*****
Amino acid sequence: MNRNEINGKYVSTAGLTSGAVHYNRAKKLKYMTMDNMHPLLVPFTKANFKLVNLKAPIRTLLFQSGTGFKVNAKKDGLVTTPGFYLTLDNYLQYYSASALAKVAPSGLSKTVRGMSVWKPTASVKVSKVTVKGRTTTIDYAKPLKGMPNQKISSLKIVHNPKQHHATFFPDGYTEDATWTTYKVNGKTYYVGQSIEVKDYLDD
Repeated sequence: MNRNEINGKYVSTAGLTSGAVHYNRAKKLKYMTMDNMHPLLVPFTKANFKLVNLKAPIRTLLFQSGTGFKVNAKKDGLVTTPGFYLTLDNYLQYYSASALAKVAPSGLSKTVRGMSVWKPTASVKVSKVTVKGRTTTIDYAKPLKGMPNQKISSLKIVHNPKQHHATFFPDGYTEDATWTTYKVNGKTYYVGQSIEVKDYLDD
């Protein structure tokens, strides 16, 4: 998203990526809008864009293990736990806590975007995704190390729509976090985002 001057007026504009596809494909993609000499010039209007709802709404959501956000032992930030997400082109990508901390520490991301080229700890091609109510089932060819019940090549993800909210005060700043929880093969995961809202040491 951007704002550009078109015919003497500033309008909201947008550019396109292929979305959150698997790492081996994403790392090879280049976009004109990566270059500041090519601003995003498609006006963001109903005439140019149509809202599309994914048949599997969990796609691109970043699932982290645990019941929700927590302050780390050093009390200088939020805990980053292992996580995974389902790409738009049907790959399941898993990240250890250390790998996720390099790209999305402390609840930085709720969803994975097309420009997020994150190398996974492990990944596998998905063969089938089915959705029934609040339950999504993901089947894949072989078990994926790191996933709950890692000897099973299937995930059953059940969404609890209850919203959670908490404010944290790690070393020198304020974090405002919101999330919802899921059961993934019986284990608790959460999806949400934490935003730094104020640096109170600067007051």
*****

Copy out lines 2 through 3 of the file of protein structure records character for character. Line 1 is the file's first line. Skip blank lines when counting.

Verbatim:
Repeated sequence: MNRNEINGKYVSTAGLTSGAVHYNRAKKLKYMTMDNMHPLLVPFTKANFKLVNLKAPIRTLLFQSGTGFKVNAKKDGLVTTPGFYLTLDNYLQYYSASALAKVAPSGLSKTVRGMSVWKPTASVKVSKVTVKGRTTTIDYAKPLKGMPNQKISSLKIVHNPKQHHATFFPDGYTEDATWTTYKVNGKTYYVGQSIEVKDYLDD
């Protein structure tokens, strides 16, 4: 998203990526809008864009293990736990806590975007995704190390729509976090985002 001057007026504009596809494909993609000499010039209007709802709404959501956000032992930030997400082109990508901390520490991301080229700890091609109510089932060819019940090549993800909210005060700043929880093969995961809202040491 951007704002550009078109015919003497500033309008909201947008550019396109292929979305959150698997790492081996994403790392090879280049976009004109990566270059500041090519601003995003498609006006963001109903005439140019149509809202599309994914048949599997969990796609691109970043699932982290645990019941929700927590302050780390050093009390200088939020805990980053292992996580995974389902790409738009049907790959399941898993990240250890250390790998996720390099790209999305402390609840930085709720969803994975097309420009997020994150190398996974492990990944596998998905063969089938089915959705029934609040339950999504993901089947894949072989078990994926790191996933709950890692000897099973299937995930059953059940969404609890209850919203959670908490404010944290790690070393020198304020974090405002919101999330919802899921059961993934019986284990608790959460999806949400934490935003730094104020640096109170600067007051």